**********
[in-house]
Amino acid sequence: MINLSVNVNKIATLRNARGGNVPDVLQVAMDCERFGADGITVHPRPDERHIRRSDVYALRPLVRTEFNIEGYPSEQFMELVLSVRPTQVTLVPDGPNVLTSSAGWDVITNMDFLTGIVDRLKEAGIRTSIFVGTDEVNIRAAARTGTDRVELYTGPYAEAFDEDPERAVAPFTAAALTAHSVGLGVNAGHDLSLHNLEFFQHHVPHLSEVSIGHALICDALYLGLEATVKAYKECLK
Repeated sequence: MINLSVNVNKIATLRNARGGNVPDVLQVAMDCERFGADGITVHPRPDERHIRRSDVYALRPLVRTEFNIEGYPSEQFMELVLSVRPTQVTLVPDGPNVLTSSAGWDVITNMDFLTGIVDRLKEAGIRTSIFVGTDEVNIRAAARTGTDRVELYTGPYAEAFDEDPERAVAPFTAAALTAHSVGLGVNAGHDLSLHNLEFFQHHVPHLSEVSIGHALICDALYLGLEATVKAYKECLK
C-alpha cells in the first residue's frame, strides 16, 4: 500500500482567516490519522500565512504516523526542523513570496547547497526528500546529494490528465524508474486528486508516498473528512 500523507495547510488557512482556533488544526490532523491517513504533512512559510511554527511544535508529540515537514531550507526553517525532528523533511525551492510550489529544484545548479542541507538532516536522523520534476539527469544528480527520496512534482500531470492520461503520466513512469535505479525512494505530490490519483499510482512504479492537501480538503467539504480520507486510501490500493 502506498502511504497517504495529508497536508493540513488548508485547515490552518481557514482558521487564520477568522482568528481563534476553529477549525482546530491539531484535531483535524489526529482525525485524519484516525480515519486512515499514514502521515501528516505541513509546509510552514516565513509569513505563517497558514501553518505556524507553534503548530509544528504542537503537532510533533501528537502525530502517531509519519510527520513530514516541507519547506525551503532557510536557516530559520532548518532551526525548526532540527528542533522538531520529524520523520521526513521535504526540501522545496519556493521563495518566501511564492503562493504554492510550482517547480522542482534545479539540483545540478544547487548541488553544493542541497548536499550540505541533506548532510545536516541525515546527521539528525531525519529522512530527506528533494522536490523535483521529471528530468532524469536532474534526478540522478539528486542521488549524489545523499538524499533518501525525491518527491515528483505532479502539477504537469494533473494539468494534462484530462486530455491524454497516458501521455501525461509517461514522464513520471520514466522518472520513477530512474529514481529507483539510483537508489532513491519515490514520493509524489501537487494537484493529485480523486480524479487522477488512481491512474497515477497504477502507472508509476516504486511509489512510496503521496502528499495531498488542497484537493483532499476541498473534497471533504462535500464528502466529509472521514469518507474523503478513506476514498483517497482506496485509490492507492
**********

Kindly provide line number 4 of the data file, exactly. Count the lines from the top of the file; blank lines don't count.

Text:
C-alpha cells in the first residue's frame, strides 16, 4: 500500500482567516490519522500565512504516523526542523513570496547547497526528500546529494490528465524508474486528486508516498473528512 500523507495547510488557512482556533488544526490532523491517513504533512512559510511554527511544535508529540515537514531550507526553517525532528523533511525551492510550489529544484545548479542541507538532516536522523520534476539527469544528480527520496512534482500531470492520461503520466513512469535505479525512494505530490490519483499510482512504479492537501480538503467539504480520507486510501490500493 502506498502511504497517504495529508497536508493540513488548508485547515490552518481557514482558521487564520477568522482568528481563534476553529477549525482546530491539531484535531483535524489526529482525525485524519484516525480515519486512515499514514502521515501528516505541513509546509510552514516565513509569513505563517497558514501553518505556524507553534503548530509544528504542537503537532510533533501528537502525530502517531509519519510527520513530514516541507519547506525551503532557510536557516530559520532548518532551526525548526532540527528542533522538531520529524520523520521526513521535504526540501522545496519556493521563495518566501511564492503562493504554492510550482517547480522542482534545479539540483545540478544547487548541488553544493542541497548536499550540505541533506548532510545536516541525515546527521539528525531525519529522512530527506528533494522536490523535483521529471528530468532524469536532474534526478540522478539528486542521488549524489545523499538524499533518501525525491518527491515528483505532479502539477504537469494533473494539468494534462484530462486530455491524454497516458501521455501525461509517461514522464513520471520514466522518472520513477530512474529514481529507483539510483537508489532513491519515490514520493509524489501537487494537484493529485480523486480524479487522477488512481491512474497515477497504477502507472508509476516504486511509489512510496503521496502528499495531498488542497484537493483532499476541498473534497471533504462535500464528502466529509472521514469518507474523503478513506476514498483517497482506496485509490492507492